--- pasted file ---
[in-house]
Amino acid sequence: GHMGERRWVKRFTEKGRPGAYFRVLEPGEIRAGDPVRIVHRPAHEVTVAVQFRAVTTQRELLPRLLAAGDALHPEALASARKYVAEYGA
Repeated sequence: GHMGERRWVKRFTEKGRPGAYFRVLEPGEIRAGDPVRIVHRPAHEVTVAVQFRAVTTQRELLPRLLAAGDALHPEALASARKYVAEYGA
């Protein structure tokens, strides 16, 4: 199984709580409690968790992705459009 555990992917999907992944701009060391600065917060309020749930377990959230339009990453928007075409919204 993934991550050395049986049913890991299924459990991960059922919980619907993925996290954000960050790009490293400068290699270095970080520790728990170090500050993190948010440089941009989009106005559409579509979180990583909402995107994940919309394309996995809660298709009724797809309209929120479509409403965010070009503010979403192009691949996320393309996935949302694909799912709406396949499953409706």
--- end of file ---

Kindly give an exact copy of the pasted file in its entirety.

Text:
[in-house]
Amino acid sequence: GHMGERRWVKRFTEKGRPGAYFRVLEPGEIRAGDPVRIVHRPAHEVTVAVQFRAVTTQRELLPRLLAAGDALHPEALASARKYVAEYGA
Repeated sequence: GHMGERRWVKRFTEKGRPGAYFRVLEPGEIRAGDPVRIVHRPAHEVTVAVQFRAVTTQRELLPRLLAAGDALHPEALASARKYVAEYGA
């Protein structure tokens, strides 16, 4: 199984709580409690968790992705459009 555990992917999907992944701009060391600065917060309020749930377990959230339009990453928007075409919204 993934991550050395049986049913890991299924459990991960059922919980619907993925996290954000960050790009490293400068290699270095970080520790728990170090500050993190948010440089941009989009106005559409579509979180990583909402995107994940919309394309996995809660298709009724797809309209929120479509409403965010070009503010979403192009691949996320393309996935949302694909799912709406396949499953409706």